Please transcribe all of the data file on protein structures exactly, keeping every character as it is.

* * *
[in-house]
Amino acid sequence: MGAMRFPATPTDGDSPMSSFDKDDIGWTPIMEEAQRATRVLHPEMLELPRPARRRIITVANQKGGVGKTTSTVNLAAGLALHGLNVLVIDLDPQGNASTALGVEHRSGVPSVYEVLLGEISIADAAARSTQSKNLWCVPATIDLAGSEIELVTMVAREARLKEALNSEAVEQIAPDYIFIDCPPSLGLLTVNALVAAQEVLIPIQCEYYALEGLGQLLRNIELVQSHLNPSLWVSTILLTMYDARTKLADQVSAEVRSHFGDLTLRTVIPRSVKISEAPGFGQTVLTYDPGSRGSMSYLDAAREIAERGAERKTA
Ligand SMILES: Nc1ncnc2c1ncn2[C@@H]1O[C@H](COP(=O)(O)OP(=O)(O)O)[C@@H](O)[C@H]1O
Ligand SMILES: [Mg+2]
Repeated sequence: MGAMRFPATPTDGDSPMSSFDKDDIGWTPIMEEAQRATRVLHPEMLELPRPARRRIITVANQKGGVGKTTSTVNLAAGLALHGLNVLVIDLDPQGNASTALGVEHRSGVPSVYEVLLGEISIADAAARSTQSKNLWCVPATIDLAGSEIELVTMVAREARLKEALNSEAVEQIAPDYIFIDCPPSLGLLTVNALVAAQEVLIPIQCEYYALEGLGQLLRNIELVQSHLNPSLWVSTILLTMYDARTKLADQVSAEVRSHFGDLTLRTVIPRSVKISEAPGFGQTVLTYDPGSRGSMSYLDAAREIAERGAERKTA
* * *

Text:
[in-house]
Amino acid sequence: MGAMRFPATPTDGDSPMSSFDKDDIGWTPIMEEAQRATRVLHPEMLELPRPARRRIITVANQKGGVGKTTSTVNLAAGLALHGLNVLVIDLDPQGNASTALGVEHRSGVPSVYEVLLGEISIADAAARSTQSKNLWCVPATIDLAGSEIELVTMVAREARLKEALNSEAVEQIAPDYIFIDCPPSLGLLTVNALVAAQEVLIPIQCEYYALEGLGQLLRNIELVQSHLNPSLWVSTILLTMYDARTKLADQVSAEVRSHFGDLTLRTVIPRSVKISEAPGFGQTVLTYDPGSRGSMSYLDAAREIAERGAERKTA
Ligand SMILES: Nc1ncnc2c1ncn2[C@@H]1O[C@H](COP(=O)(O)OP(=O)(O)O)[C@@H](O)[C@H]1O
Ligand SMILES: [Mg+2]
Repeated sequence: MGAMRFPATPTDGDSPMSSFDKDDIGWTPIMEEAQRATRVLHPEMLELPRPARRRIITVANQKGGVGKTTSTVNLAAGLALHGLNVLVIDLDPQGNASTALGVEHRSGVPSVYEVLLGEISIADAAARSTQSKNLWCVPATIDLAGSEIELVTMVAREARLKEALNSEAVEQIAPDYIFIDCPPSLGLLTVNALVAAQEVLIPIQCEYYALEGLGQLLRNIELVQSHLNPSLWVSTILLTMYDARTKLADQVSAEVRSHFGDLTLRTVIPRSVKISEAPGFGQTVLTYDPGSRGSMSYLDAAREIAERGAERKTA